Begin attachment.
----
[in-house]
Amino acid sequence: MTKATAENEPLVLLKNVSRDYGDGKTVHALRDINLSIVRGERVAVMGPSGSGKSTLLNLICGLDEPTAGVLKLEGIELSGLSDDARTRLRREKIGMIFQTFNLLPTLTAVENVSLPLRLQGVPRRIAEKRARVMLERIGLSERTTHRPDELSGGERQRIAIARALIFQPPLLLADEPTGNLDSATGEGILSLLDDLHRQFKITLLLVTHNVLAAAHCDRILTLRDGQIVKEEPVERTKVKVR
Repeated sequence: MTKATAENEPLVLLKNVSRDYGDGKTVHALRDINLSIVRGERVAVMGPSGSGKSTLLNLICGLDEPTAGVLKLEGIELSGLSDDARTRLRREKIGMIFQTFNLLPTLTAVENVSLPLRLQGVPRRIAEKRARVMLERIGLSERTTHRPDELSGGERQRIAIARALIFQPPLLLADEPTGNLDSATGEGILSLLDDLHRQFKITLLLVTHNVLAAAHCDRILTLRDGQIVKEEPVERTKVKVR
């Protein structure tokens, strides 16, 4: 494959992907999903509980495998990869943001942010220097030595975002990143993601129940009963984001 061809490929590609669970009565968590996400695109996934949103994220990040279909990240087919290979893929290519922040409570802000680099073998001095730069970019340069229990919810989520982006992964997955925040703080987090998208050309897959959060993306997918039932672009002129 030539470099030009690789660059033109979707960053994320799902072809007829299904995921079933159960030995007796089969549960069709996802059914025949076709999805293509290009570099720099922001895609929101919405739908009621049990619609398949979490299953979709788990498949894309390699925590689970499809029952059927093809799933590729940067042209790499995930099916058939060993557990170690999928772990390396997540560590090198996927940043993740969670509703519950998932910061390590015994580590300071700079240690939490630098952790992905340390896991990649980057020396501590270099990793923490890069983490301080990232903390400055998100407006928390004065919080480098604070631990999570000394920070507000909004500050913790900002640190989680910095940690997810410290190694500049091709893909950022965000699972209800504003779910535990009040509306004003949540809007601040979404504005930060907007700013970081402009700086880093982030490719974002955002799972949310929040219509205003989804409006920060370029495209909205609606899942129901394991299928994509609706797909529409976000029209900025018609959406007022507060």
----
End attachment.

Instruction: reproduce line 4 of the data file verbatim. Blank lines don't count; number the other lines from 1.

């Protein structure tokens, strides 16, 4: 494959992907999903509980495998990869943001942010220097030595975002990143993601129940009963984001 061809490929590609669970009565968590996400695109996934949103994220990040279909990240087919290979893929290519922040409570802000680099073998001095730069970019340069229990919810989520982006992964997955925040703080987090998208050309897959959060993306997918039932672009002129 030539470099030009690789660059033109979707960053994320799902072809007829299904995921079933159960030995007796089969549960069709996802059914025949076709999805293509290009570099720099922001895609929101919405739908009621049990619609398949979490299953979709788990498949894309390699925590689970499809029952059927093809799933590729940067042209790499995930099916058939060993557990170690999928772990390396997540560590090198996927940043993740969670509703519950998932910061390590015994580590300071700079240690939490630098952790992905340390896991990649980057020396501590270099990793923490890069983490301080990232903390400055998100407006928390004065919080480098604070631990999570000394920070507000909004500050913790900002640190989680910095940690997810410290190694500049091709893909950022965000699972209800504003779910535990009040509306004003949540809007601040979404504005930060907007700013970081402009700086880093982030490719974002955002799972949310929040219509205003989804409006920060370029495209909205609606899942129901394991299928994509609706797909529409976000029209900025018609959406007022507060």